From proposal to construction: 1784 to 1843

Chambly Canal National Historic Site

As the backbone of trade between the St. Lawrence River and Lake Champlain, the Richelieu River presents an assortment of navigation obstacles, including many turbulent rapids between Saint-Jean-sur-Richelieu and Chambly. Since 1784, the dream of building a canal along the Richelieu River gave rise to an initial project originating not in Lower Canada, but in Vermont. In 1787, Governor Dorchester made Saint-Jean the border station and business gateway between Upper and Lower Canada and the United States. As similar projects followed north and south of the border, the British military viewed them all as potential threats to the colony’s defence. It wasn’t until April 1, 1818, that the Assembly of Lower Canada approved the construction of a canal from Dorchester, known today as Saint-Jean-sur-Richelieu, to the Chambly Basin.

The long-awaited project experienced many delays

Although merchants and politicians from the Richelieu area supported the canal, Quebec City’s merchant traders were unable to raise the £45,000 (pounds) deemed necessary for its construction. Fortunately for the Richelieu project, the valley’s political and business elite argued in its favour. In 1823, legislation was passed in Lower Canada authorizing the canal’s construction with a single notwithstanding clause, namely that the work should only begin once the Lachine Canal had opened. It wasn’t until 1829, four years after the Lachine Canal had opened, that commissioners were appointed to oversee the Chambly Canal’s construction. They included Gabriel Marchand and William Macrae from Saint-Jean-sur-Richelieu, René Boileau and Samuel Hatt from Chambly, and Timothée Franchère from Saint-Mathias.

Saint-Jean-sur-Richelieu, 1839.

Deplorable working conditions

In September 1831, three Americans from Amsterdam, New York, and the Andres brothers from Chambly committed to building a 10-lock canal at a cost of £46,218 (pounds). On October 1, one hundred workers, most of whom were Irish, began excavating the canal basin using picks and shovels, working 12 hours a day. Despite the cholera epidemic that broke out in 1832, some 600 workers managed to dig two thirds of the canal’s 19.31 kilometres, as well as the lock ditches. Paid in cash, the workers were required to purchase all their daily supplies at stores owned by their bosses. Were the workers unhappy with their wages? Were they trying to organize? The bosses had the leaders arrested immediately. Despite all this, workers saw their workday shortened to 10 hours. They also kept their two meal breaks.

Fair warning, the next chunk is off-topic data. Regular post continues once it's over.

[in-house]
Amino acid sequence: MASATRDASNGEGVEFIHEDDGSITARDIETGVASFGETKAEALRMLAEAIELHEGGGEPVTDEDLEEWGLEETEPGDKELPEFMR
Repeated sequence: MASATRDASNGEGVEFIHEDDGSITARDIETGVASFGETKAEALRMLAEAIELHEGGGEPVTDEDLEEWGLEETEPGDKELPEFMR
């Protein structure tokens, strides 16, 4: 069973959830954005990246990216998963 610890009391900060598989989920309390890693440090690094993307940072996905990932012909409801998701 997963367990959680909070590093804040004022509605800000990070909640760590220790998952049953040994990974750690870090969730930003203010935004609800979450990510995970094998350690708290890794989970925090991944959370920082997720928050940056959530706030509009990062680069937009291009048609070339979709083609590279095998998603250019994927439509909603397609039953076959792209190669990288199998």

The canal opens to navigation in 1843

Locks 1, 2 and 3. 1943

In 1833, the canal was filled with water and vessels sailed from Dorchester to Chambly. Struggling with financial problems, the US bidders jumped ship in 1834. The Andres brothers, out of a sense of duty and for their family’s honour, attempted to re-launch the work in vain. The work stopped in 1835. It was only in 1840 that a new firm agreed to complete the entire project for £35,000 (pounds). From August 1840 until late 1842, some 800 workers were involved in building Chambly’s combined locks, wharves and bridges, and in excavating the last 1,100 feet of the route. On June 9, 1843, the first steamship crossed the nine Chambly Canal locks as it travelled from Saint-Jean to Quebec City. This was the steamer Quebec. As it passed through Chambly’s combined locks, the crew admired the new facilities built to ensure the operations of this barge canal. These operations continue to this very day.

Alain Gelly / Historian, Parks Canada

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